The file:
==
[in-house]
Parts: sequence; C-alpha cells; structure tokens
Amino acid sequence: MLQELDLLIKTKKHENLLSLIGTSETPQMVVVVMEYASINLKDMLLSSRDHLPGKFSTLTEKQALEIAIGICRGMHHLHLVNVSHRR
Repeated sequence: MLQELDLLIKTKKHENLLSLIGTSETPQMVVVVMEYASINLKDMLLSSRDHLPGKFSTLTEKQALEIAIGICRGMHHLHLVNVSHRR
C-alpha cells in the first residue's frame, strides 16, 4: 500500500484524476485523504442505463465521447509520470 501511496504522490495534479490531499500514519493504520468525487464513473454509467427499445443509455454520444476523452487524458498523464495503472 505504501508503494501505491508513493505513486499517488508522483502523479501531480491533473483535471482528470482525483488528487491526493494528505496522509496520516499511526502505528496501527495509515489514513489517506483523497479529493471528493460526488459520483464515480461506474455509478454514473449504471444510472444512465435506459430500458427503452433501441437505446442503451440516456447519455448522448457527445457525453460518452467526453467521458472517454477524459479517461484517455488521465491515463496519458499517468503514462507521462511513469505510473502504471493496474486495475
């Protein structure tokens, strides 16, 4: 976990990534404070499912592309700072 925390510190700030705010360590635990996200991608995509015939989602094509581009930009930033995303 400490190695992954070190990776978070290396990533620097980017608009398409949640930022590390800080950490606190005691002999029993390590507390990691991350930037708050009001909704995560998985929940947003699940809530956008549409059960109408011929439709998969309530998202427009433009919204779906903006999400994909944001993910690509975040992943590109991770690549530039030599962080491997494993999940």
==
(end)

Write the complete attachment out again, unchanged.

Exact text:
[in-house]
Parts: sequence; C-alpha cells; structure tokens
Amino acid sequence: MLQELDLLIKTKKHENLLSLIGTSETPQMVVVVMEYASINLKDMLLSSRDHLPGKFSTLTEKQALEIAIGICRGMHHLHLVNVSHRR
Repeated sequence: MLQELDLLIKTKKHENLLSLIGTSETPQMVVVVMEYASINLKDMLLSSRDHLPGKFSTLTEKQALEIAIGICRGMHHLHLVNVSHRR
C-alpha cells in the first residue's frame, strides 16, 4: 500500500484524476485523504442505463465521447509520470 501511496504522490495534479490531499500514519493504520468525487464513473454509467427499445443509455454520444476523452487524458498523464495503472 505504501508503494501505491508513493505513486499517488508522483502523479501531480491533473483535471482528470482525483488528487491526493494528505496522509496520516499511526502505528496501527495509515489514513489517506483523497479529493471528493460526488459520483464515480461506474455509478454514473449504471444510472444512465435506459430500458427503452433501441437505446442503451440516456447519455448522448457527445457525453460518452467526453467521458472517454477524459479517461484517455488521465491515463496519458499517468503514462507521462511513469505510473502504471493496474486495475
């Protein structure tokens, strides 16, 4: 976990990534404070499912592309700072 925390510190700030705010360590635990996200991608995509015939989602094509581009930009930033995303 400490190695992954070190990776978070290396990533620097980017608009398409949640930022590390800080950490606190005691002999029993390590507390990691991350930037708050009001909704995560998985929940947003699940809530956008549409059960109408011929439709998969309530998202427009433009919204779906903006999400994909944001993910690509975040992943590109991770690549530039030599962080491997494993999940």